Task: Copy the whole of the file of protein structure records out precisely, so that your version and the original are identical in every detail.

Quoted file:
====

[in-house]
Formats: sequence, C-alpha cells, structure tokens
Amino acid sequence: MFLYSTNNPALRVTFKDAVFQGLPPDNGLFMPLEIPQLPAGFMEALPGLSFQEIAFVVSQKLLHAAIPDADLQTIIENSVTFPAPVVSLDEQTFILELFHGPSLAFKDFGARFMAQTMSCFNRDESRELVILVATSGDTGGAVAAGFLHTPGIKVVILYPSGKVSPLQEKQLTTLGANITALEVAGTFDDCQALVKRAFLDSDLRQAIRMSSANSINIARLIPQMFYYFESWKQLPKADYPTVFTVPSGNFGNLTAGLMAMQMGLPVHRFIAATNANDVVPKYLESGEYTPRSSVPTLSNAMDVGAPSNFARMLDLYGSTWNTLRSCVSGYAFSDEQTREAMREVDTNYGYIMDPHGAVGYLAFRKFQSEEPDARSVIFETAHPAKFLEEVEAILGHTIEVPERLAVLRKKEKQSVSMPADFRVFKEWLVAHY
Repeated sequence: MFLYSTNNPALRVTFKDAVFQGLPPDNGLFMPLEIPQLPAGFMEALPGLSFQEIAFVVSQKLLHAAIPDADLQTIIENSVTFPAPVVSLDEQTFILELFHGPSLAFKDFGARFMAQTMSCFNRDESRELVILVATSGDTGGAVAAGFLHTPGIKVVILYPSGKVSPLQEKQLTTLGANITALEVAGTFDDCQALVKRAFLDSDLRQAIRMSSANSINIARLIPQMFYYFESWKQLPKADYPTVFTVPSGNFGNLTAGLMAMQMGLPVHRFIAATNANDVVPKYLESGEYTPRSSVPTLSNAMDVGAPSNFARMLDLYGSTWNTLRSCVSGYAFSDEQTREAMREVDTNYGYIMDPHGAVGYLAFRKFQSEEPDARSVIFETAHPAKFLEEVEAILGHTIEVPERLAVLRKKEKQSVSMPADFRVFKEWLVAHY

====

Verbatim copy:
[in-house]
Formats: sequence, C-alpha cells, structure tokens
Amino acid sequence: MFLYSTNNPALRVTFKDAVFQGLPPDNGLFMPLEIPQLPAGFMEALPGLSFQEIAFVVSQKLLHAAIPDADLQTIIENSVTFPAPVVSLDEQTFILELFHGPSLAFKDFGARFMAQTMSCFNRDESRELVILVATSGDTGGAVAAGFLHTPGIKVVILYPSGKVSPLQEKQLTTLGANITALEVAGTFDDCQALVKRAFLDSDLRQAIRMSSANSINIARLIPQMFYYFESWKQLPKADYPTVFTVPSGNFGNLTAGLMAMQMGLPVHRFIAATNANDVVPKYLESGEYTPRSSVPTLSNAMDVGAPSNFARMLDLYGSTWNTLRSCVSGYAFSDEQTREAMREVDTNYGYIMDPHGAVGYLAFRKFQSEEPDARSVIFETAHPAKFLEEVEAILGHTIEVPERLAVLRKKEKQSVSMPADFRVFKEWLVAHY
Repeated sequence: MFLYSTNNPALRVTFKDAVFQGLPPDNGLFMPLEIPQLPAGFMEALPGLSFQEIAFVVSQKLLHAAIPDADLQTIIENSVTFPAPVVSLDEQTFILELFHGPSLAFKDFGARFMAQTMSCFNRDESRELVILVATSGDTGGAVAAGFLHTPGIKVVILYPSGKVSPLQEKQLTTLGANITALEVAGTFDDCQALVKRAFLDSDLRQAIRMSSANSINIARLIPQMFYYFESWKQLPKADYPTVFTVPSGNFGNLTAGLMAMQMGLPVHRFIAATNANDVVPKYLESGEYTPRSSVPTLSNAMDVGAPSNFARMLDLYGSTWNTLRSCVSGYAFSDEQTREAMREVDTNYGYIMDPHGAVGYLAFRKFQSEEPDARSVIFETAHPAKFLEEVEAILGHTIEVPERLAVLRKKEKQSVSMPADFRVFKEWLVAHY